Climate Change bureaucrats have today confirmed that Europe will effectively set the rate of the carbon tax adding to Australians’ electricity bills, Shadow Parliamentary Secretary for the Environment Simon Birmingham said today.
It follows carbon tax redesign and linkage with the European Union announced by the Gillard Government in August.
The announced changes included a new 12.5 per cent ‘sub-limit’ on the use of eligible Kyoto units that can be used by Australian liable entities in meeting their carbon tax liability.
“What is the impact of the 12½ per cent cap? The impact of that is that we would anticipate that the domestic price in Australia the domestic carbon price would be set by the European price.”
Mr Blair Comley, Secretary, Department of Climate Change and Energy Efficiency, Senate Supplementary Budget Estimates, 15 October 2012*
Mr Comley has also refused to endorse Government/Treasury estimates of the carbon price in 2015, refusing even to describe current estimates of $29 as ‘accurate’ or even a ‘best estimate’.
Instead, Mr Comley has offered only that “in the current market the estimate is not implausible”.
Equally, however, Mr Comley said that a $50 price was “not completely inconceivable”.
“Australians could be paying anything for electricity under Labor’s carbon tax,” Senator Birmingham said today.
“If Europe makes its emissions reductions targets higher, Australia’s carbon tax will go up. If Europe reduces the availability of EU ETS permits, Australia’s carbon tax will go up.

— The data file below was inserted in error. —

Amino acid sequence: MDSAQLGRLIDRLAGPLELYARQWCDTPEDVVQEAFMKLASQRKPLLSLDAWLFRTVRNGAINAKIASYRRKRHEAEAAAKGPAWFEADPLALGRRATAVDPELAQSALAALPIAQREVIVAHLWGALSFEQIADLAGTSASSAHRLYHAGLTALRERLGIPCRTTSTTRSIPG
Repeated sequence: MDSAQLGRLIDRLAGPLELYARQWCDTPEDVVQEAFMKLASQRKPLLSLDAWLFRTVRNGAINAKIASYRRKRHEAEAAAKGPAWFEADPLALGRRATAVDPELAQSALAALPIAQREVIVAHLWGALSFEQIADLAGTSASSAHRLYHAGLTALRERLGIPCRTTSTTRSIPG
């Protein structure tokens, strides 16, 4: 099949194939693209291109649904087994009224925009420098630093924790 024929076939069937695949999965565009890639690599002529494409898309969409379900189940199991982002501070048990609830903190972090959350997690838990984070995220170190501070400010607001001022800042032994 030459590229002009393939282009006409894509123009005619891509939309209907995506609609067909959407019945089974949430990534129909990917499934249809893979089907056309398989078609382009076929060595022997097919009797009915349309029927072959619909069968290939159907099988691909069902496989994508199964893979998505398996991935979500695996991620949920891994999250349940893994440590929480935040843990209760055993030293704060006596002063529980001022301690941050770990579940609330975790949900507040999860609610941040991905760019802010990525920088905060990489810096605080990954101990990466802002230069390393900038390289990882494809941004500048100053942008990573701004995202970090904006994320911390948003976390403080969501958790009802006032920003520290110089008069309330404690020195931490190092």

“All we know about the level of carbon tax in Australia beyond 2015 is that, under Labor’s outsourcing of its carbon tax, the price will be set in Brussels with no consideration of the impact on Australian households or businesses.”
*More on the extent to which Europe will set Australia’s carbon tax rate and power prices:
From Senate Estimates, 15 October 2012:
BIRMINGHAM: If Europe were to take steps that saw them adopt a more ambitious target than they currently have, that would result in a higher carbon price in Europe and therefore a higher carbon price in Australia?
COMLEY: Other things being equal, that’s right.
BIRMINGHAM: If Europe were to, as they’re intending to do, or discussing doing, potentially restrict the number of permits that are available, that would result in a higher carbon price in Europe and, all other things being equal, a higher carbon price in Australia?
COMLEY: That’s right.
BIRMINGHAM: If the Australian dollar were to deteriorate relative to the European dollar, that will result in the relativity of the Australian carbon price being higher once those transactions occurred?
COMLEY: Assuming, again, that the thing that caused the Australian dollar change wasn’t either linked or had a consequence for the carbon price in Europe, which I think is actually a pretty important caveat here, then that would be the case.